stands out in sharp distinction _to the high, unaggressive "lob" v/hicn frequently disfigures or ruins the visitors Massing rushes. All the same, each mosnent of the match when the visiting tacks were let loose was a moment ol thrilling interest, and though the vast fcrowd which looked on was not at all Unsportsmanlike a painful hush tell over them whenever Gibbs or I onty Jones and Co. were observed to be fairly under way. Also, as an interesting tost of speed both Ponty Jones and Gibbs on two separate occasions overhauled the speedy Thomson, though not with a great deal to spare. As a setDff against this Thomson left the whole Bold standing in the second spell when he got the ball about the quarter distance, and outstripping all-comers raced over near the corner flag, and then achieved a touch-down behind the posts. Of individuals on the Wellington side Green, the scrum half, was undoubtedly the hero. He was here, there and everywhere, and the first score against England, just a few minutes after the came began, was due to his insight m spotting what was wanted and sailing Straight into the middle of things. He •*as suddenly and surely upended by Jackett, but by that time the ball had sped on to Roberts, and the English defence had been surely pierced. ¥Bon was a failure, while to Mitchinson and Wallace not too much work came, though both played in pretty style. .Wallace, of course, has played many better games. Spencer, at full-back, jtras only so-so, and his claim to mclufeion in the team was a very warm subject hotly discussed by numerous gos*ipy groups along liambton Quay on Wednesday evening. Summing up in its critique of the Masterton match the "New Zealand Times" r^rnnedU&rding and Co. a* better stuff than BedellBivwrieht's team. This conclusion was jiot nullified by yesterday's proceedings. If any of the provincial teams elect to hold them cheap they will be speedily undeceived, but it seems fairly evident that the visitors cannot stand up to a representative New Zealand combination. Whatever happens they are sure to make friends everywhere, tor a cleaner, whiter lot of sports could Scarcely be conceived.
The Anglo- Welsh team arrived from 'Wellington by the Maori this morning, tend were met by the president of the Rn^by Union, Mr A. E. G. Rhodes, the vice-president, Mr G. H. Mason- and the honorary secretary. Mr W. Cx. i*arxard. The team journeyed up to Christchurch. and left by the first express for Dunedin. Mr G. Thompson, 6 member of the Dunedin Management Committee, took charge of the team, fend will return with it to Christchurch fen June 10. The British team are expected to arfrive in Timaru on the afternoon of Monday, June 8, and the South Canterbury Rugby Union has arranged to fllive them to Pareora East and show them over the Canterbury Meat Co. s •works there. A basket social will be given as a welcome to the team on Tuesday evening, and the match with £outh Canterbury will be played next Jday. It will be preceded by the annual match between the primary schools of South Canterbury and North Otago, land will commence at 2.45 p.m., two spells of forty-five minutes to be played. As the Canterbury Union cannot send '» representative team to Timaru on Jane 4, the southern Union's selectors Jiave been instructed to pick a second ►team to meet their first selection. ( Those who view the Anglo-Welsh footballers at close quarters to-day, Bays the " Dominion," will notice that their features and limbs have a highlyjpolished appearance. This is not due to any Deauty preparation, but is pimply the result of liberal coatings of .vaseline, which the visitors use as a preventive to any possible inflamma.tion ot suppuration of wounds, which Otherwise would b© exposed to the cold Precautions of this nature are much more necessary in the cold climate «xf Britain than in New Zealand. Several Wairarapa lady enthusiasts who 'twere much disappointed in the defeat ;»f the countrymen last Saturday at iMasterton stated that the visitors took an unfair advantage by smearing themselves with vaseline so that they could ,Jnot be collared. Preparations of some ifcort or other are very popular amongst many football teams. For instance, fjru, the well-known Canterbury giant, 'price introduced bird-lime amongst back blayers, so that the ball could ©tick to jtheir hands on a wet day. This stuff proved too sticky <m numberless occasions, when a three-quarter was observed streaking for the line, and with te, look of horror on his face because he teould not get rid of the leather, which Was hanging to his digits as if mag■inetised! Resin also was 'at one tinu sverv commonly U6ed for rubbing on the liands when the ball was slippery. Ellison, who was a genius in many ways, jipinned his faith on these occasions to white kid doves, which were never found to slip against a wet surface. Another practice amongst footballers is tehewing some sort of substance, chewing gum or gutta-percha, in order to (keep the mouth closed as much as possible. This device has been proved ttf ft»e successful in many ways. Then (again there are players who believe m '.creasing the soles of their boots so that the mud will not stick to them on a jmuddy ground.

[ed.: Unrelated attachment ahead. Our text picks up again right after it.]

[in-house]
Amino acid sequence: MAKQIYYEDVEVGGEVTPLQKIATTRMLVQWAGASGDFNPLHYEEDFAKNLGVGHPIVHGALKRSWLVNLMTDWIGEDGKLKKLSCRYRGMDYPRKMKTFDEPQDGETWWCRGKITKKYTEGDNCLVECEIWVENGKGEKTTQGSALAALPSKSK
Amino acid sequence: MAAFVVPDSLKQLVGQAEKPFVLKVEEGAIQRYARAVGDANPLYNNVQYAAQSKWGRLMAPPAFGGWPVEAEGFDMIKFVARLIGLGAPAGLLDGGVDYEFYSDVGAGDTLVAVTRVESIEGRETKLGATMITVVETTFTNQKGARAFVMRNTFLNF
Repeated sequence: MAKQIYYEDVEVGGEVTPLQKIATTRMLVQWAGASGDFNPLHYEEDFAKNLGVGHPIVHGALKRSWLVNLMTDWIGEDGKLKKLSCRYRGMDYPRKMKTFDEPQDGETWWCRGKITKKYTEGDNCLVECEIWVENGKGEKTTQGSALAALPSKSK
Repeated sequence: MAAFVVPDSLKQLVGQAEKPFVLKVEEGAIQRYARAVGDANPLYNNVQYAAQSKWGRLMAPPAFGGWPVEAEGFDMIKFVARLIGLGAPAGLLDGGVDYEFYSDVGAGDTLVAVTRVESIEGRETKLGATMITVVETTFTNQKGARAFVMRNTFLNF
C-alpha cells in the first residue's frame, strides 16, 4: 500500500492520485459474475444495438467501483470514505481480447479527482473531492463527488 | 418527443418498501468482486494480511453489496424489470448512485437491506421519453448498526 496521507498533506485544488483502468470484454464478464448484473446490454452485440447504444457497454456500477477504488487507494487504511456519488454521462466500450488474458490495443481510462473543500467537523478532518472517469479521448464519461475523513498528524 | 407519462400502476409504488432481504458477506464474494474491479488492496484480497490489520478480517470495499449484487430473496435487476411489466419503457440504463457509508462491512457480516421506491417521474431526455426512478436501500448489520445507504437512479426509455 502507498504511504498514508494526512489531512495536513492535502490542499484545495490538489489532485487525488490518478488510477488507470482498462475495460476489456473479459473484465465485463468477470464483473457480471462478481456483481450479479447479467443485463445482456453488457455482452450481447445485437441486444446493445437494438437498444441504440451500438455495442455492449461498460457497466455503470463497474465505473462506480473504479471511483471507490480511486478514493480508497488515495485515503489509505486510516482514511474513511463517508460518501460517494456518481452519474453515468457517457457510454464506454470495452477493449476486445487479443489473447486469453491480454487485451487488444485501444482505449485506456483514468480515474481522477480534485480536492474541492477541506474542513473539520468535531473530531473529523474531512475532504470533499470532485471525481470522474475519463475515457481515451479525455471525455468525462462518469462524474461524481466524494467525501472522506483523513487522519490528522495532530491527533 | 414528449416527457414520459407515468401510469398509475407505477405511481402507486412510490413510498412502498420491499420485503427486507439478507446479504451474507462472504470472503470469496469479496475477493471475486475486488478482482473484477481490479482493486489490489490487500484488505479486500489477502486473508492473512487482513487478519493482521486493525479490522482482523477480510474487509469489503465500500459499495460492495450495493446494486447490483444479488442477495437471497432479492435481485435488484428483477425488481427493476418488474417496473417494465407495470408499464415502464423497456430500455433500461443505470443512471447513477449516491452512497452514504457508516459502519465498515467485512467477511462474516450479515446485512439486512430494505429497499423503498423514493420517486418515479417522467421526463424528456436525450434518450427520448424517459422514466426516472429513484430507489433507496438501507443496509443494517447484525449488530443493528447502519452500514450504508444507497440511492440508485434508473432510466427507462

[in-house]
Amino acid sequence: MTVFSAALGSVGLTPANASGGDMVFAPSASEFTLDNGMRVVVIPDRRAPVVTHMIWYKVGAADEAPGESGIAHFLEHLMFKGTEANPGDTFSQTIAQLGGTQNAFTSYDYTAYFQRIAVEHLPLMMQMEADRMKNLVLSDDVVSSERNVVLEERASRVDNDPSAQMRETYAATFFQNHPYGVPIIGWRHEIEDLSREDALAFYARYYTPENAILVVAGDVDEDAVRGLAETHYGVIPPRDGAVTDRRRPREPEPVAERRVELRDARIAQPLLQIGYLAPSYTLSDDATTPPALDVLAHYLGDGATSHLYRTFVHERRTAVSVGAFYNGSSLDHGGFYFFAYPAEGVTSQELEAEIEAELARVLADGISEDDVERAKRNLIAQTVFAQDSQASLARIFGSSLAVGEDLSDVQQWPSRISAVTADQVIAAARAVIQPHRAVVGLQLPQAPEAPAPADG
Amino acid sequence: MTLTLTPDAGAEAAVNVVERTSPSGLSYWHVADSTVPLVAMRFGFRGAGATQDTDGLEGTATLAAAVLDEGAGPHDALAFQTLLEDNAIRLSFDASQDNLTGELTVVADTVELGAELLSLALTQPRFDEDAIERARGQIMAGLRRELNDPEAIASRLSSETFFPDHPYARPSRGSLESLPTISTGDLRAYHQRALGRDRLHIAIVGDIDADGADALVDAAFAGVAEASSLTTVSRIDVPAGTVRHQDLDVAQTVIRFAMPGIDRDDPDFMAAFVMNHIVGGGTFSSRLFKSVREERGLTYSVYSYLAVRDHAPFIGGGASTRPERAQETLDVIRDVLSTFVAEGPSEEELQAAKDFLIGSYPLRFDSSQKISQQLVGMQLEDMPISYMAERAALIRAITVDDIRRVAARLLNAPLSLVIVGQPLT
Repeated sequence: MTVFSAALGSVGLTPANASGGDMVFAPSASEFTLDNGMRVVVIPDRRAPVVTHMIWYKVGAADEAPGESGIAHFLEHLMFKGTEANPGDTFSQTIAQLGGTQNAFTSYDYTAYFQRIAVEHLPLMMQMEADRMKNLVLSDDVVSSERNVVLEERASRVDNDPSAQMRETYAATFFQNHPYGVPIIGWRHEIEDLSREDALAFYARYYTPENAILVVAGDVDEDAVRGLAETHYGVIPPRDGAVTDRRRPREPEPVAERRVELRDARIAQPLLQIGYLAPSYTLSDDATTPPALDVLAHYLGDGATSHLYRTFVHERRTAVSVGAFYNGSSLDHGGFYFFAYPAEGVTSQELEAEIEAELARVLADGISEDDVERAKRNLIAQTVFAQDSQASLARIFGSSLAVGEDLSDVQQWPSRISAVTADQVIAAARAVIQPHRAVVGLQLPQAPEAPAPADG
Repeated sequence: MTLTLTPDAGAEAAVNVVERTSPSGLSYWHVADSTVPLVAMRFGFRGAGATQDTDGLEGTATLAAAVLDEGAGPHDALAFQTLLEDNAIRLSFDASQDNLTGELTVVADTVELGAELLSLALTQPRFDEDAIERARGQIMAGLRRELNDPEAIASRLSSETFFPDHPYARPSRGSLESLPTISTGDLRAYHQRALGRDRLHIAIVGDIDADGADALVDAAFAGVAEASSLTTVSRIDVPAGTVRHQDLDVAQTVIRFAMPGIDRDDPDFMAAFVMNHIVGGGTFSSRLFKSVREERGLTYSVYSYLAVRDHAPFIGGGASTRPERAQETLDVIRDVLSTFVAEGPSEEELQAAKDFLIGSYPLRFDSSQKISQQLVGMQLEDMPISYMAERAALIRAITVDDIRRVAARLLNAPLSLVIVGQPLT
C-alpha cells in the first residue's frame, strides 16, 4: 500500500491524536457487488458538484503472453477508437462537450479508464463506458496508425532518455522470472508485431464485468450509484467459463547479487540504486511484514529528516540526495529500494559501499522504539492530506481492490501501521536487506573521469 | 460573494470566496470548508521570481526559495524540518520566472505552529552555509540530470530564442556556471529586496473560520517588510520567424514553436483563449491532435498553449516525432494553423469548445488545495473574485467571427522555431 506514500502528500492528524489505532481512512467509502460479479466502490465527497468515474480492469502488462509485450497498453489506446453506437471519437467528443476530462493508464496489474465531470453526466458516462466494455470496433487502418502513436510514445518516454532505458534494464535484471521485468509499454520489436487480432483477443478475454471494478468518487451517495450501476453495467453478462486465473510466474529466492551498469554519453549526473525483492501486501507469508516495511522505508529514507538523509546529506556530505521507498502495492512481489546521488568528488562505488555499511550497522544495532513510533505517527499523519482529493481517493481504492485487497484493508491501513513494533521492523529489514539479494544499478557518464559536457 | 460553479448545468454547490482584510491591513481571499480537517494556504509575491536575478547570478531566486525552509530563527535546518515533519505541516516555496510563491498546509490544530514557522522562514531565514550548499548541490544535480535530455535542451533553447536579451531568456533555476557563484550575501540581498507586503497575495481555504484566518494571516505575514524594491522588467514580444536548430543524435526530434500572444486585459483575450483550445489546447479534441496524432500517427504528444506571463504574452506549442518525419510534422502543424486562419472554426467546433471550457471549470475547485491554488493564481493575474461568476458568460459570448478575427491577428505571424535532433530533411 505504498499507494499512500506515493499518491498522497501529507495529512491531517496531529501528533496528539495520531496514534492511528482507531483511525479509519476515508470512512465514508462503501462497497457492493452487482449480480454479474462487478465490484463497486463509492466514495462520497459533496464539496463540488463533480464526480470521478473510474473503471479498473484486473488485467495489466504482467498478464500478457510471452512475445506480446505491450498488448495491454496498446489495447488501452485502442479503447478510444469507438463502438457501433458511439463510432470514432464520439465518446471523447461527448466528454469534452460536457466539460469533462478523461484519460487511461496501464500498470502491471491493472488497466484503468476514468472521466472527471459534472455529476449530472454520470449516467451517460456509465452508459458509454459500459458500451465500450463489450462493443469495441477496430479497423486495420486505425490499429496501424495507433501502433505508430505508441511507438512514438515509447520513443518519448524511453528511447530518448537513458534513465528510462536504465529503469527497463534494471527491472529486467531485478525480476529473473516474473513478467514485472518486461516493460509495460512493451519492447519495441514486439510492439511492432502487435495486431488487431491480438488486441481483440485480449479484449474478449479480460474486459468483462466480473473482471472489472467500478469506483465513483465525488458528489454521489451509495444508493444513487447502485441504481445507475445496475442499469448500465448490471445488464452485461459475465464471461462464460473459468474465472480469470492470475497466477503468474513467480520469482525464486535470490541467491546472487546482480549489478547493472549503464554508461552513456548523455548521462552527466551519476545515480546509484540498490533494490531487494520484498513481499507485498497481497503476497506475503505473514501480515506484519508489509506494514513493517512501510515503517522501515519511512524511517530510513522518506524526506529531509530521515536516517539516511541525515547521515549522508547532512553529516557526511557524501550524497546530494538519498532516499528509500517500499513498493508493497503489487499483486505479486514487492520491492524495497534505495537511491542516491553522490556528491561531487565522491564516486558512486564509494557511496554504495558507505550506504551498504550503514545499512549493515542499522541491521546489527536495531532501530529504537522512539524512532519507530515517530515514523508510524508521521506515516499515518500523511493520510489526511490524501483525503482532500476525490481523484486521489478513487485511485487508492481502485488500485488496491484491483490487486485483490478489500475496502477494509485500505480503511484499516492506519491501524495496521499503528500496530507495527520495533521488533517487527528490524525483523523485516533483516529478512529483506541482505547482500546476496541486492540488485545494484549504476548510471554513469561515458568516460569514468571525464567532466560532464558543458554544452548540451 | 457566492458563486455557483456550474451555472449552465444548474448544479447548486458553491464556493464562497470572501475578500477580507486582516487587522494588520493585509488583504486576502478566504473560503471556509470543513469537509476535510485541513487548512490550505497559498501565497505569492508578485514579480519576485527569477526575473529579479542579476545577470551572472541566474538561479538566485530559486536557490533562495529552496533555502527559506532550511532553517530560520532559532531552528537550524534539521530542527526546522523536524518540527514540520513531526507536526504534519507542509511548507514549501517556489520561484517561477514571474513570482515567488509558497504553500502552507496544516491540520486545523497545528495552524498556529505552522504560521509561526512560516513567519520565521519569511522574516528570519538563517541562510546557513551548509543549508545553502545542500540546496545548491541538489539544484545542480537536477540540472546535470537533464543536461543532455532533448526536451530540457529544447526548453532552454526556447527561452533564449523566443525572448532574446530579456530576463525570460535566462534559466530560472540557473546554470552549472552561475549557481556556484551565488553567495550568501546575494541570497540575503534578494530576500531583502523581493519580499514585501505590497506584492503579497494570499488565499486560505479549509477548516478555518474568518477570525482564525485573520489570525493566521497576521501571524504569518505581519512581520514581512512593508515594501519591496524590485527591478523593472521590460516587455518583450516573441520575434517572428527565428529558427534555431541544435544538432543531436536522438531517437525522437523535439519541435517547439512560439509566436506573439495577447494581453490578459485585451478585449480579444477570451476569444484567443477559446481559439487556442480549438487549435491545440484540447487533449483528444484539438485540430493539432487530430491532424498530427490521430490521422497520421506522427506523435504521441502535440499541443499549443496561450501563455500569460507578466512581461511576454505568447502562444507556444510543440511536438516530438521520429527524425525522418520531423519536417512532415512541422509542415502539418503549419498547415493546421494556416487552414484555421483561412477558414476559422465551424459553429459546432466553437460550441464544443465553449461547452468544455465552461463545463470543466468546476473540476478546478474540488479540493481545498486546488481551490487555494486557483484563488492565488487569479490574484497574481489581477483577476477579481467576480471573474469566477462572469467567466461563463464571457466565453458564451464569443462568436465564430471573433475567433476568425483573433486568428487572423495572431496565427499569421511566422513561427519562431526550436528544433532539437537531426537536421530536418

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FOOTBALL., Star, Issue 9247, 28 May 1908
FOOTBALL. Star, Issue 9247, 28 May 1908